Are Sinn Fein and SDLP willing to govern NI? Asks Alliance

Alliance Employment and Learning Minister, Stephen Farry MLA, has challenged the SDLP and Sinn Fein to demonstrate they are prepared to accept the realities and responsibilities of government and to be prepared to take tough decisions when necessary.

Stephen Farry said: “A critical aspect of government is making decisions in the context that you find yourselves in. And power-sharing devolution can only succeed if parties are prepared to rise above narrow party or ideological agendas, to compromise when necessary and to act for the common good.
“None of these attributes are currently being demonstrated by the SDLP and Sinn Fein as they are set to take Northern Ireland into political and unprecedented financial uncertainty over the failure to pass welfare legislation.

“Welfare policy is primarily determined at a UK level. Especially with our huge financial subvention from Westminster, the scope for local variation is limited. This is the reality. Both the SDLP and Sinn Fein have accepted the Principle of Consent as part of the Good Friday Agreement.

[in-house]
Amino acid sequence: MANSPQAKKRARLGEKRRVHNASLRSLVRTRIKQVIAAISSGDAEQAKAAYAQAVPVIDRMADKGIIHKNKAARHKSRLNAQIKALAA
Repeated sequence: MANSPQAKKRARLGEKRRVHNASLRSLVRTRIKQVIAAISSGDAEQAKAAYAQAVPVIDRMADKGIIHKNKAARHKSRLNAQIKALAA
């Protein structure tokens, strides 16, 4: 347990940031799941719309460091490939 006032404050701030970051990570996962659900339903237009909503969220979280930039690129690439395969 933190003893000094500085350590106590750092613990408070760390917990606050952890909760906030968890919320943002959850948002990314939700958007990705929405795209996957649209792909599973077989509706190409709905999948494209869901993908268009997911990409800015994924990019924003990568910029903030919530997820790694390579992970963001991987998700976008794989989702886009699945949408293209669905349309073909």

“There is little point in arguing that the current Conservative Government achieved very few votes and no representation in Northern Ireland as they are the legitimate government of the United Kingdom as a whole. Therefore, there is no point in trying to pretend they don’t have a mandate to govern the whole UK, including Northern Ireland.

“The choices facing the Executive and the Assembly are very simple and very stark, either to pass the local variations on welfare reform with modifications and flexibilities or to see the full unabridged GB version deployed over our heads, and to bring some sense and balance to the funding of public services or see services on which the most vulnerable in society depend gutted as public finances collapse in a political vacuum.

“Both the SDLP and Sinn Fein are still to prove that they are capable of governing in a rational manner. Otherwise the stakes are very high, including the potential collapse of the institutions of the Good Friday Agreement. For two so-called ‘pro-Agreement’ parties, this must be a very sobering prospect.”


Leave a Reply

Your email address will not be published. Required fields are marked *